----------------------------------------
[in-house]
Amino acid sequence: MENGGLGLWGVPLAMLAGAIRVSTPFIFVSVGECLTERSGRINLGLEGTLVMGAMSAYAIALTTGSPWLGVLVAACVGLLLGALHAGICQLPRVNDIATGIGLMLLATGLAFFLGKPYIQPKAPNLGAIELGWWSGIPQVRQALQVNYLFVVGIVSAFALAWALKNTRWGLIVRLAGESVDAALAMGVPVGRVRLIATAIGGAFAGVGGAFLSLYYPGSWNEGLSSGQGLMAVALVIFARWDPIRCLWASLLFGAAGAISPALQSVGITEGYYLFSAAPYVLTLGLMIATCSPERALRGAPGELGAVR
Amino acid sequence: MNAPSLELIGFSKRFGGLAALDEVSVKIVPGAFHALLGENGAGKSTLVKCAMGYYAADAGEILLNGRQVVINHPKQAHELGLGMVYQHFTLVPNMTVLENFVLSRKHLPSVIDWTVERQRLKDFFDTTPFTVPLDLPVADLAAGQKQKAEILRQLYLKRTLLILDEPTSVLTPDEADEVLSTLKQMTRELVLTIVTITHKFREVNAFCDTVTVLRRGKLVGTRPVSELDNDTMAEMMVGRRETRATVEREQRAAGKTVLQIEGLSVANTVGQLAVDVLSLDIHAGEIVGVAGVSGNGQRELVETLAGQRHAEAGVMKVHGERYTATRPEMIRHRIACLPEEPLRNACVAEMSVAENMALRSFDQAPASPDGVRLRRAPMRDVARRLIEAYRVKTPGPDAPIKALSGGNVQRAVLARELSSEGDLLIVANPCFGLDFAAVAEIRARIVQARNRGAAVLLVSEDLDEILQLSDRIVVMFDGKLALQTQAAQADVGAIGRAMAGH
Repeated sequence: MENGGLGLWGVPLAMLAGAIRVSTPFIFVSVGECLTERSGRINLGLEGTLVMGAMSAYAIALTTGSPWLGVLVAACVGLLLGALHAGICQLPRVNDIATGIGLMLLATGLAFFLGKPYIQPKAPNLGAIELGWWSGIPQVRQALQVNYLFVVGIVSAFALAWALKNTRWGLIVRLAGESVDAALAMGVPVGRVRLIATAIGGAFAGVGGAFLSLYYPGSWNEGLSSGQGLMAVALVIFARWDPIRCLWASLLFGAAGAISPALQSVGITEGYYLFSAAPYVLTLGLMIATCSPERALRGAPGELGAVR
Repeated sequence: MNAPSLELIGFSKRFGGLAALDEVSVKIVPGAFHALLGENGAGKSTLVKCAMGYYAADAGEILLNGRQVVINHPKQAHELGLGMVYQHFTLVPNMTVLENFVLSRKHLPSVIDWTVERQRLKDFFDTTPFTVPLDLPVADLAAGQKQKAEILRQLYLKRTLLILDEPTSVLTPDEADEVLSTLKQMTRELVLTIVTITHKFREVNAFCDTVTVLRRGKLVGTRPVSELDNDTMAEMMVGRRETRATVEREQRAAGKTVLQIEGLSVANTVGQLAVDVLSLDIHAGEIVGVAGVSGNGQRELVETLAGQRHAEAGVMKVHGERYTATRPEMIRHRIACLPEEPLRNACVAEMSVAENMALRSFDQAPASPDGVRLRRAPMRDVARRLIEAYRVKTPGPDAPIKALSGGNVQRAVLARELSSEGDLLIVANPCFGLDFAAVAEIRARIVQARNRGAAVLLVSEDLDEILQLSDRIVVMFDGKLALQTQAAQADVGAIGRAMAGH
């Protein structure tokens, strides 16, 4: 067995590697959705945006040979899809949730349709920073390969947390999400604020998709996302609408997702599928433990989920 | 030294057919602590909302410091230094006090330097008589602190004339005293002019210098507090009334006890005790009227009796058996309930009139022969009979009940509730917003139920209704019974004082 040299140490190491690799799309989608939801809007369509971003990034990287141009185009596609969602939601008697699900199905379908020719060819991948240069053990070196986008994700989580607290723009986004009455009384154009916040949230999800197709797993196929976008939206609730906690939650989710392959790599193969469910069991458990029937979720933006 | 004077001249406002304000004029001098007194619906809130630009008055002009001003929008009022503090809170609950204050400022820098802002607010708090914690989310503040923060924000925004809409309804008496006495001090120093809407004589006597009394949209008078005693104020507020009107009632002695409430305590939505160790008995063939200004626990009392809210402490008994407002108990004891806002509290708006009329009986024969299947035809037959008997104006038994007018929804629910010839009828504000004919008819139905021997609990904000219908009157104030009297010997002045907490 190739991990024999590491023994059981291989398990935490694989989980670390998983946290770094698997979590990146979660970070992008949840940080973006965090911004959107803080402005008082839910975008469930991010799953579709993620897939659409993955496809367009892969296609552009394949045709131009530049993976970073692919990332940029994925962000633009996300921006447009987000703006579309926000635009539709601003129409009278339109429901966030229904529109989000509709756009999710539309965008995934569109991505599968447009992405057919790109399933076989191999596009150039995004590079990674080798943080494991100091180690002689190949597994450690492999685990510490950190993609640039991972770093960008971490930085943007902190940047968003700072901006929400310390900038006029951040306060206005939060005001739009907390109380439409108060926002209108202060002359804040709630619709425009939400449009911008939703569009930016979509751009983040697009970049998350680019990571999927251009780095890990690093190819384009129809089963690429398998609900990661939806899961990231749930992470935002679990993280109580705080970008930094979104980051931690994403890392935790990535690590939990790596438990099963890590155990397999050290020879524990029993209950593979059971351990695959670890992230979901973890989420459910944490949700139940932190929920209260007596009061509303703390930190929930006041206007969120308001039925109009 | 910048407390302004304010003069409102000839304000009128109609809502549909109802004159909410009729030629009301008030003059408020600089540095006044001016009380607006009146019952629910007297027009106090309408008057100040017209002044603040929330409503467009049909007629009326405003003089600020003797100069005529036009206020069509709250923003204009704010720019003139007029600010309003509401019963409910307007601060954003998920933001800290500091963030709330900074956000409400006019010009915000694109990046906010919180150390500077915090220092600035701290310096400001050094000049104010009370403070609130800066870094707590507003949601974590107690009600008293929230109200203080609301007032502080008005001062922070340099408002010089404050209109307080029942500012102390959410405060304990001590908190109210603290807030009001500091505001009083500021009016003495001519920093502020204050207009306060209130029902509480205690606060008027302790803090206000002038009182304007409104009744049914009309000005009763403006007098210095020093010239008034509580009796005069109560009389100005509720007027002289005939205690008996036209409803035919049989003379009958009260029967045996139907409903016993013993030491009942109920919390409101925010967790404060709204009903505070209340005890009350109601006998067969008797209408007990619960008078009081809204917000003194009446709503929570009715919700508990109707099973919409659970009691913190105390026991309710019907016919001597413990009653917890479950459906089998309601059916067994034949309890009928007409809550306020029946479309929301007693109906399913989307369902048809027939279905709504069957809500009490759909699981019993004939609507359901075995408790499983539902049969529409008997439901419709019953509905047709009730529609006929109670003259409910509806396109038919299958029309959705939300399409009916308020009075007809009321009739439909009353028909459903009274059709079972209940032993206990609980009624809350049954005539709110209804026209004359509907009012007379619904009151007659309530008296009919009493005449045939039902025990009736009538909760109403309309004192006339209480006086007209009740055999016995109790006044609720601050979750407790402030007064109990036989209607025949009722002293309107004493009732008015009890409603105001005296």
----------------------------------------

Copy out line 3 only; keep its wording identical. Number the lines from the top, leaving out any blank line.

Amino acid sequence: MNAPSLELIGFSKRFGGLAALDEVSVKIVPGAFHALLGENGAGKSTLVKCAMGYYAADAGEILLNGRQVVINHPKQAHELGLGMVYQHFTLVPNMTVLENFVLSRKHLPSVIDWTVERQRLKDFFDTTPFTVPLDLPVADLAAGQKQKAEILRQLYLKRTLLILDEPTSVLTPDEADEVLSTLKQMTRELVLTIVTITHKFREVNAFCDTVTVLRRGKLVGTRPVSELDNDTMAEMMVGRRETRATVEREQRAAGKTVLQIEGLSVANTVGQLAVDVLSLDIHAGEIVGVAGVSGNGQRELVETLAGQRHAEAGVMKVHGERYTATRPEMIRHRIACLPEEPLRNACVAEMSVAENMALRSFDQAPASPDGVRLRRAPMRDVARRLIEAYRVKTPGPDAPIKALSGGNVQRAVLARELSSEGDLLIVANPCFGLDFAAVAEIRARIVQARNRGAAVLLVSEDLDEILQLSDRIVVMFDGKLALQTQAAQADVGAIGRAMAGH